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Current time:0:00Total duration:6:03
CCSS.Math:

Video transcript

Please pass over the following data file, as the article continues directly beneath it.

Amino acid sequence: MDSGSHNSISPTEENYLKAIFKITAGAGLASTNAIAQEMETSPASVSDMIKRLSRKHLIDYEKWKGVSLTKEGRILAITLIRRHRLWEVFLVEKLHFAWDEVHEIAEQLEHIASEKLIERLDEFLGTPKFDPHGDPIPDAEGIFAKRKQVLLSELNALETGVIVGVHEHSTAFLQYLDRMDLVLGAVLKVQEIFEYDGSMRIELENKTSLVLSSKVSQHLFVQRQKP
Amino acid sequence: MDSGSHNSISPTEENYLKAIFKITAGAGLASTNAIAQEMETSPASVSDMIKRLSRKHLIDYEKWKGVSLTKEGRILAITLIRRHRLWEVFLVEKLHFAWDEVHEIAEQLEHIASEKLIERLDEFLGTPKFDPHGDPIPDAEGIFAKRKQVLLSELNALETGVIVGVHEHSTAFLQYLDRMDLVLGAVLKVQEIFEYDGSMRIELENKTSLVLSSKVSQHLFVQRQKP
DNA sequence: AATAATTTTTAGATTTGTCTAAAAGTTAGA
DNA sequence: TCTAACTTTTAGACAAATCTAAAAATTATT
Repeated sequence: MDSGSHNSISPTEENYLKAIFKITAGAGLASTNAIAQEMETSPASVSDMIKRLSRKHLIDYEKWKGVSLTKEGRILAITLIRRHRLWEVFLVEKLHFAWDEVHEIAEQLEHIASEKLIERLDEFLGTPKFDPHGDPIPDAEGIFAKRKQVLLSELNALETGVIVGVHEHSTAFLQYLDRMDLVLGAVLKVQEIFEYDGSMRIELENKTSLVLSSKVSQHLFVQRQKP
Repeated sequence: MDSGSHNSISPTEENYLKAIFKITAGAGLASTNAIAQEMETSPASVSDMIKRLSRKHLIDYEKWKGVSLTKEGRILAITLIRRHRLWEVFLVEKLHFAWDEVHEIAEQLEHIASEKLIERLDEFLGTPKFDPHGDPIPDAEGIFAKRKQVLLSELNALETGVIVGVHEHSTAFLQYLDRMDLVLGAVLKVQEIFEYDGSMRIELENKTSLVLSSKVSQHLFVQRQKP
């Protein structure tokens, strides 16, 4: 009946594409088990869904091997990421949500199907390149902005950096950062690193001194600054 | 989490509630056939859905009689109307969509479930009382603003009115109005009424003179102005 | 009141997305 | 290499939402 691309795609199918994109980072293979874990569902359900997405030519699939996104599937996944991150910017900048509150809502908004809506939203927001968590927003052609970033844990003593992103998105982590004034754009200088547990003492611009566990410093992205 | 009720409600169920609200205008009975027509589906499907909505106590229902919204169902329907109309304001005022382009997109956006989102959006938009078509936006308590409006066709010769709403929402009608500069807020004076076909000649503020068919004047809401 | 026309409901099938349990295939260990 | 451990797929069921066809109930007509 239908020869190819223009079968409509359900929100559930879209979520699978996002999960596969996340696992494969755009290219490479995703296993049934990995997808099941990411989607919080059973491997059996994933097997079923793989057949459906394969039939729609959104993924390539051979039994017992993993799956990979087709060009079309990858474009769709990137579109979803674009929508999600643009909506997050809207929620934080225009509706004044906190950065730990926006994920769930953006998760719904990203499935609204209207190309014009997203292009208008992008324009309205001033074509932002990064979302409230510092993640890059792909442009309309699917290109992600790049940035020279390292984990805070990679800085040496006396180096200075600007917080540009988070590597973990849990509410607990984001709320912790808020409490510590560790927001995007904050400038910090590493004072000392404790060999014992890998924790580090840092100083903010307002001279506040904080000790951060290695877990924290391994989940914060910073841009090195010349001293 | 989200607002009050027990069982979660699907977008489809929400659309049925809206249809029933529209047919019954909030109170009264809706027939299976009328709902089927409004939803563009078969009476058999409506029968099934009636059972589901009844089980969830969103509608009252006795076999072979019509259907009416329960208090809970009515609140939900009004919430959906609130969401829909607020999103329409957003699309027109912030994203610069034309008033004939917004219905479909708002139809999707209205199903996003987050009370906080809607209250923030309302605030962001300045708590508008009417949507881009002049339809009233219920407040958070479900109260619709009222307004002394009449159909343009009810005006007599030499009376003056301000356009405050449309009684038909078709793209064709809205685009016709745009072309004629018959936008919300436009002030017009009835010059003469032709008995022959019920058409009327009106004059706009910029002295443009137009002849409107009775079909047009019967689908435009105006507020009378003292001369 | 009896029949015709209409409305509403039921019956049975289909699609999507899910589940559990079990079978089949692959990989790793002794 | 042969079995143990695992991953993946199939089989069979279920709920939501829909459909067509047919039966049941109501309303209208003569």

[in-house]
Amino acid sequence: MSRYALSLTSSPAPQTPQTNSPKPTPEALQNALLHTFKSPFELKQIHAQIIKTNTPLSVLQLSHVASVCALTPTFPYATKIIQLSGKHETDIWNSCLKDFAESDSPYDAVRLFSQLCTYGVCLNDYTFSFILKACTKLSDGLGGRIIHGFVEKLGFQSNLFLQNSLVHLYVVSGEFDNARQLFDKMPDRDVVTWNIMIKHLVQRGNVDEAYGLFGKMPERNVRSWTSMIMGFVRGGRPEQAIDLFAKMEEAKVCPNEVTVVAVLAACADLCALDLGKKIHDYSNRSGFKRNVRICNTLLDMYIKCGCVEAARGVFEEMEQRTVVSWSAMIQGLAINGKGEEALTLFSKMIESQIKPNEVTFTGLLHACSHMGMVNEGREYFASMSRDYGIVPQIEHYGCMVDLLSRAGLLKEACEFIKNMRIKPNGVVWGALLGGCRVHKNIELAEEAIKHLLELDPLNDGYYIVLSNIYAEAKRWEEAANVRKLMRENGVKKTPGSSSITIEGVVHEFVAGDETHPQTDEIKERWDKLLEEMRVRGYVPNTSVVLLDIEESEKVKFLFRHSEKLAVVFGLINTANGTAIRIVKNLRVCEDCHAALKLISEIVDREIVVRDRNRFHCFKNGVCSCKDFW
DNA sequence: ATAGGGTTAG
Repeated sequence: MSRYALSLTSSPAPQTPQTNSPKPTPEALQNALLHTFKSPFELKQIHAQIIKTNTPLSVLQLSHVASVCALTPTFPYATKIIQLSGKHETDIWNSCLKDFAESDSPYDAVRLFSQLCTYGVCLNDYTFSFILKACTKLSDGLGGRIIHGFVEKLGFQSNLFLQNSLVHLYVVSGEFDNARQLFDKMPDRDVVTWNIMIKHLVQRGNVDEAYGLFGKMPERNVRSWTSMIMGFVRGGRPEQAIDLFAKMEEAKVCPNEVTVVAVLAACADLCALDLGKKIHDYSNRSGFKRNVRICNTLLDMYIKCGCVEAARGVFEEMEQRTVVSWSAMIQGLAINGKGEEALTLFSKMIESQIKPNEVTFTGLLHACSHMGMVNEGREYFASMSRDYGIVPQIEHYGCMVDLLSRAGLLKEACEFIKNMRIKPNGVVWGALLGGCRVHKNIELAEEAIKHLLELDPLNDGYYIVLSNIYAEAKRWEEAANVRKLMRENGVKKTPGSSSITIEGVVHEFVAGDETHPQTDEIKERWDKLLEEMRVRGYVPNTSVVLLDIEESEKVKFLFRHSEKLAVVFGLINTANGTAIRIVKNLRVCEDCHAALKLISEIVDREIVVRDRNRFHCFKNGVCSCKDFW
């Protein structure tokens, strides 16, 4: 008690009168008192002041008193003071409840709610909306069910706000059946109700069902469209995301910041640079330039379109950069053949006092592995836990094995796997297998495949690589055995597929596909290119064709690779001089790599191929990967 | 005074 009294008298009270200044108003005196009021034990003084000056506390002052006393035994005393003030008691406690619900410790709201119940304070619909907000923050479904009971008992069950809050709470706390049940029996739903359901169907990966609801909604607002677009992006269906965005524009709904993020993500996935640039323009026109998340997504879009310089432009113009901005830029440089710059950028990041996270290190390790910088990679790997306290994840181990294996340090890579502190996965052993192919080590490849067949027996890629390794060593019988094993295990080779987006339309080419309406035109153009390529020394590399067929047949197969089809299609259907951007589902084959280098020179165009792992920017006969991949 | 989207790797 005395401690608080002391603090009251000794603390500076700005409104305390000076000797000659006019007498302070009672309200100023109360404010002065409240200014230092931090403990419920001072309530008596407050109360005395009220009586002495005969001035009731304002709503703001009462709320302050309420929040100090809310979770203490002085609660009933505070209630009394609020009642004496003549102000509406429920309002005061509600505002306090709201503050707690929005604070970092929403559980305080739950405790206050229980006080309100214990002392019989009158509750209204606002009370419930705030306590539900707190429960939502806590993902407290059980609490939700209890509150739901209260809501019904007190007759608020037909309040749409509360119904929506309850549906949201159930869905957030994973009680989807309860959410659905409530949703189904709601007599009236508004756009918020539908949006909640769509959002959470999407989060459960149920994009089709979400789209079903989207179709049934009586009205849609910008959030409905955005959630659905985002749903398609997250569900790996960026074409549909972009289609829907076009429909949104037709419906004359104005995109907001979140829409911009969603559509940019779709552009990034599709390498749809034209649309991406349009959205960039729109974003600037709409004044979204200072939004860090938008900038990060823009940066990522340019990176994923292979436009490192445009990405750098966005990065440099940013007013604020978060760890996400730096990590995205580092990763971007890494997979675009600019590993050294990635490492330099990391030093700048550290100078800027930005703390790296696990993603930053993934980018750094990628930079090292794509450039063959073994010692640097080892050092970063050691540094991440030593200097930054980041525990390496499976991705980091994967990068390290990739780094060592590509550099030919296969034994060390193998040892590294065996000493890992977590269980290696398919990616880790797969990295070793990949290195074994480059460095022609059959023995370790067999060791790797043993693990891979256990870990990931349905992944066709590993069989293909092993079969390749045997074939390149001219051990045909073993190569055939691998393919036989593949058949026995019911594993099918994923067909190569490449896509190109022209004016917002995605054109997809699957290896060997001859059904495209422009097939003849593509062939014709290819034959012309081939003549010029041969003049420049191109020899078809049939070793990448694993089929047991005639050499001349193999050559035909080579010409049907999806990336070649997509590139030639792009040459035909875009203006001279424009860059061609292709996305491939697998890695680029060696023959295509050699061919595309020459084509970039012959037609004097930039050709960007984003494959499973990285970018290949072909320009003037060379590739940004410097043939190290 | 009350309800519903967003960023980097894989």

- In this video, we're going to talk a little bit about measurement. and the idea that you really can't measure exactly the dimensions of something. And I know what you' re thinking, You' re like, well, no, of course, we can measure the dimensions of something. Let's say I have some type of a gear over here. So let me draw my gear, and if I were to ask you, that's not the best drawing gear, but if I were to ask you, what's the inner diameter of the hole of the gear, right over here? Maybe you take a ruler out, right over here. So this is my ruler. And that you are able to see when you measure it, that it is one centimeter in diameter. But then I say, is it exactly one centimeter? And then you realize, well, yeah, let me get a little bit more precise. Maybe you get a magnifying glass out here. So this is the lens of my magnifying glass. And you zoom in a little bit. Maybe you get a better ruler that marks off the millimeters and you actually say, Oh, well, when I look a little bit closer, it actually turns out it's not exactly one centimeter. It's actually closer to 1.1 centimeters. And then I ask you, is that exactly the inner diameter of this gear here? And like, okay, well let me get out of microscope. And then you realize, Oh, you' re right, it's actually 1.089 centimeters. And then I ask you, is that exactly right? And then you' re like, yeah, I guess you' re right. I haven't measured to the nearest, to the height or the width of an atom, to do that I would need a lot more precision right over here. And so maybe I need some type of an electron microscope, but even if you're able to do that, and that would be many decimal places to the right of the decimal point here, if you're measuring in centimeters, you can still ask, was is that exactly right? Maybe you can measure the parts of an atom or to a measurement even smaller than an atom And if later on, you might study quantum physics and there are some levels of granularity where you can't get a true measurement below that, but as you can see, it is somewhat arbitrary for our everyday life. And so the question is, which one do you pick? Or how much trouble do you get? Or how much trouble do you take to get to these different levels of precision? And the answer is, it just depends. If the goal was, hey, we just wanna make multiple copies of maybe jewelry of this little car gear, so we're gonna wanna put, some type of, I don't know, gold chain through it. And we say, hey, we need at least three quarters of a centimeter in order to get the rope or the chain through it. Well then this first measurement, that's enough precision. But if I told you this gear is going to be an essential part of the space shuttle, or some type of really important machinery, that has really fine tolerances, I guess people aren't using the spacial anymore, but some finally engineered automobile or something that's going to have a lot of needs, really close tolerances it needs to be really, really precise. Well then even this 1.089 centimeters might not be enough. You might have to get to something like it's 1.089203 centimeters, to be able to be really, really finely crafted. We're nowhere close with our everyday tools to get anywhere close to say the width or the height of an atom and you could even theory measure within the atom. And so you just have to think about what the measurement is for. I'll give another example, this right over here is a picture of Mount Everest. You might know it as the tallest mountain in the world. And if you were to ask someone, how tall is Mount Everest? If you were to do a web search for it right now, you would find that it is 8,848 meters tall. Now, this is clearly rounded to the nearest meter because if you were to go to the top of Mount Everest, you'll see little pebbles. In fact, those pebbles might move around. And so the actual precise height of Mount Everest might change actually second by second, depending if rain is falling, snow is falling, how the wind is moving different pebbles around, but for most of our daily purposes, this is sufficient. In fact, for a lot of us, we might not even need this level of precision. We might say, hey, it's roughly or it's approximately, we'd estimate that it's about 9,000 meters. But there are applications where you would need at least this level of precision, or maybe something even more precise. For example, if you wanted to compare it to another mountain, say K2, which is the second tallest mountain in the world. And let's say they are close in height, and actually, if you were to do a Google search, you would see that K2, has a height of 8,611 meters rounded to the nearest meter. You'd see that, that 9,000 meter approximation. It wouldn't be enough if you're round to the nearest kilometer, I guess, that wouldn't be enough to be able to compare Mount Everest to K2, because rounded to the nearest kilometer, they're both approximately nine kilometers. So this is approximately 9,000 meters as well. So you would need more precision. If you wanted to answer which one is taller, you'd have to get at least to the closest hundred meter. And then there's reasons why you might wanna get even more precise. Maybe you wanna create a slide from the top of K2 to the bottom of K2. And so you can imagine if your slide is too long by, let's say three meters, what's going to be hard to get on that slide on the top, or it's going to dig into the snow at the bottom. And if your slide is too short by three meters, that's a pretty unpleasant thing to have you go on this seemingly super fun slide, you have to drop nine feet at the end, or really if you' re off, what if you're off by 10 meters and you're gonna drop 30 feet off the end, which could really break some bones and be unpleasant. So the big takeaway is, it's very hard to measure anything perfectly precisely. And you have to think about, what's the application? What are you trying to answer? What are you trying to judge about those things? To determine how much precision you need in your measurement.